But as you say, our consideration for a sector like social care is there is just a dire need for an injection of public funding. The most encouraging thing for us is, absolutely as you say, a lot of business leaders, we talk to a lot of employers, will say, "Look, we do this because we think it is frankly the right thing to do," but that is obviously aided and abetted by having a really strong business case. And you guys understand that. But it's something that we've worked hard to better understand, but I think it's pretty conclusive.

There are significant benefits to paying the living wage. And as you say, I think a really important one you highlighted is the sustainability of an organization. These are organizations and employers that really think about long-term planning and really think about developing very robust and sustainable business models. And I think the living wages are a core part of that consideration.

Andy Howard:

I think it sort of goes back to that perception that there's some sort of tension between wages and profitability for many organizations, which frankly, certainly in my mind, in the short term is possibly true.

John Hood:

It would be ridiculous to suggest there wasn't a short-term consideration in terms of costs and potentially profitability. But in the long term, if you want to be able to recruit and retain talent, keep people there, keep people motivated and productive, you're going to have to pay people a decent wage relative to your competitors.

Andy Howard:

How do you see the role of asset managers? As I say, clearly as investors – we published an Engagement Blueprint earlier this year that laid out the areas that we're focusing on – is there more that organizations can do to be supportive or do you see broad-based support?

One of the things that is sometimes levelled is this idea that, "Well, we would like to do this, but our investors will be concerned or will have issues with this." Certainly, we're very much in the opposite camp. We're very supportive of companies taking that action and moving us say towards more sustainable business models.

John Hood:

It in the broadest sense, if you’re talking of financial institutions, there is huge support. I mean actually if you go back to the origins of the campaign, 21 years ago, that was obviously... it came from a few workers in East London who had identified with community organizers that they essentially weren't paid enough to live. And the target employers initially in that area, in that locality, were some of the big banks and financial institutions and they were some of the first to accredit.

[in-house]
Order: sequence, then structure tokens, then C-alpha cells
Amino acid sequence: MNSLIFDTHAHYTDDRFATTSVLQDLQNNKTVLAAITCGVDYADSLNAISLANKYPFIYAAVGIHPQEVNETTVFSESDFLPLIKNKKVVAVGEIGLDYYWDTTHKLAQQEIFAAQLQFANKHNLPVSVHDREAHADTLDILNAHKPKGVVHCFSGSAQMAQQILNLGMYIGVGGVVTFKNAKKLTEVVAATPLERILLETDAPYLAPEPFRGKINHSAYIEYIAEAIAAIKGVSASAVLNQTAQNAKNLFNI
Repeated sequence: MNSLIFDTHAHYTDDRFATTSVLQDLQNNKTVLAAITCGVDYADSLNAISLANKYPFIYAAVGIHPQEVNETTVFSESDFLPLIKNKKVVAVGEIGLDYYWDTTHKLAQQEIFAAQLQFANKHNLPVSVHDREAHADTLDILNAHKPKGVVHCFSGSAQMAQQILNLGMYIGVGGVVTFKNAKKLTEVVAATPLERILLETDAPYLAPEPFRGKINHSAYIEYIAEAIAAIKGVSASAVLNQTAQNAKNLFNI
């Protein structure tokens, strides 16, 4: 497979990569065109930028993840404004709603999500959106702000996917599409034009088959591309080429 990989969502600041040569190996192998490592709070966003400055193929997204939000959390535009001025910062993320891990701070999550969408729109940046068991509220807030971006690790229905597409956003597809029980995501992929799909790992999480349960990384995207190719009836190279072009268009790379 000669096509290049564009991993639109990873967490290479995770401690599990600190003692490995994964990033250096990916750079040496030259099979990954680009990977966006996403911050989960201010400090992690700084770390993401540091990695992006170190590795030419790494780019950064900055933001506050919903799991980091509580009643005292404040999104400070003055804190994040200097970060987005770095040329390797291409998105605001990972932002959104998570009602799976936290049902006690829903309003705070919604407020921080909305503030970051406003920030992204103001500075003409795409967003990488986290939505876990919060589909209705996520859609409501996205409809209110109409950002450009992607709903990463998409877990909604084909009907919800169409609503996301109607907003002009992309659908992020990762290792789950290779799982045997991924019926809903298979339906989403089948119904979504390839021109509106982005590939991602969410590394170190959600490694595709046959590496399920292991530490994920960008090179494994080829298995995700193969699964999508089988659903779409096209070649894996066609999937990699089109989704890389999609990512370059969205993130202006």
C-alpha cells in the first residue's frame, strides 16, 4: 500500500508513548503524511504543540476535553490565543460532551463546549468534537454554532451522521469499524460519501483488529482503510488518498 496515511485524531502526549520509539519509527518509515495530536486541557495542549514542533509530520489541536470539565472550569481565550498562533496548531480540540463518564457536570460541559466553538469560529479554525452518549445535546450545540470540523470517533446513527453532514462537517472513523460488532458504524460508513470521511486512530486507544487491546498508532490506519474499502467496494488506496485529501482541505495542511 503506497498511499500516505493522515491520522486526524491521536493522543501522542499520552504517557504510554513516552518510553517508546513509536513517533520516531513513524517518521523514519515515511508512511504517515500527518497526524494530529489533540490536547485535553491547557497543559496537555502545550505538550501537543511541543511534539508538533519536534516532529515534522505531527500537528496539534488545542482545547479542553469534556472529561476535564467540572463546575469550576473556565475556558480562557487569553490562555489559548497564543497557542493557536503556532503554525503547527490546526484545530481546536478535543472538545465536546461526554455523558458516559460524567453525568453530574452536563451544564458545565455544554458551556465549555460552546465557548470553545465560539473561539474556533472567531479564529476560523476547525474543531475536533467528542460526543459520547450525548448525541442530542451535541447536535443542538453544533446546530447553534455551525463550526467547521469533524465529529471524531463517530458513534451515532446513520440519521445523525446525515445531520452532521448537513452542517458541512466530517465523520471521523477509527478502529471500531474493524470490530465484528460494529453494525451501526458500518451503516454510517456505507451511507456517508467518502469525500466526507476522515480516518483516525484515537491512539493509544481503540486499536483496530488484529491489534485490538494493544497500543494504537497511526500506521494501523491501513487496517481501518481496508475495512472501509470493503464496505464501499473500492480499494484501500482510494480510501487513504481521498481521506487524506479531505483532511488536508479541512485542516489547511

And we've had fantastic support from a range of financial institutions, banks, building societies and others. Over the years, increasingly, I think there is a recognition amongst investors and investment groups that decent wages are something to really encourage within large organizations and outside of that.

I think increasingly our focus has shifted towards well, who are the organizations and individuals that can also leverage employers and be part of that persuasive coalition that can advocate the payment of the living wage? I think we’re in a much stronger position with investors and with investment organizations, to encourage them to push employers to consider the living wage.

You know it's actually thinking about investment in terms of things like procurement and local authorities, and how they invest. That's obviously a slightly different world, but there's lots of power there to affect change and to drive living wage take up as well. And again, we're seeing very positive moves in the public sphere in the third sector, as well as the private sector.

Andy Howard:

I think that question about how do we think about this in a global context is important. Certainly, when we talk about living wages, we don't mean it simply here in the UK. We mean it around the world. And it's really interesting to see your organization starting to look at multinationals and how we think about companies that employ a large number of people elsewhere.

Certainly, industries have become much more global and, if you like, the low-paid work has moved to other parts of the world.

John Hood:

Yeah, absolutely. It’s a growing area of interest for us. It's an increasing part of our work because as you say, we don't want to solve the problem of in-work poverty in the UK only for it to be transferred to other countries.

Andy Howard:

We're now at a point to say where one in 13 employees in the UK now work for living wage employers, thanks to the success and the growth that we've seen with the Living Wage Foundation over the last decade or so.

John Hood:

Absolutely. Yeah, for sure. I mean, we are really pleased with the campaign. We feel like it's made a huge impact. I think it's, by our calculation, it was something like over 300,000 people directly impacted over the 20 years and close to 2 billion pounds in extra wages that have gone into workers’ pockets. But I mean, as you say, a very long way to go yet.

Andy Howard:

Well, John, thank you very much indeed for your time today. It's been fascinating talking to you and the journey that the Living Wage Foundation has been on. Thank you very much indeed for your thoughts and your perspectives today. Extremely interesting.

John Hood:

Thanks for having me.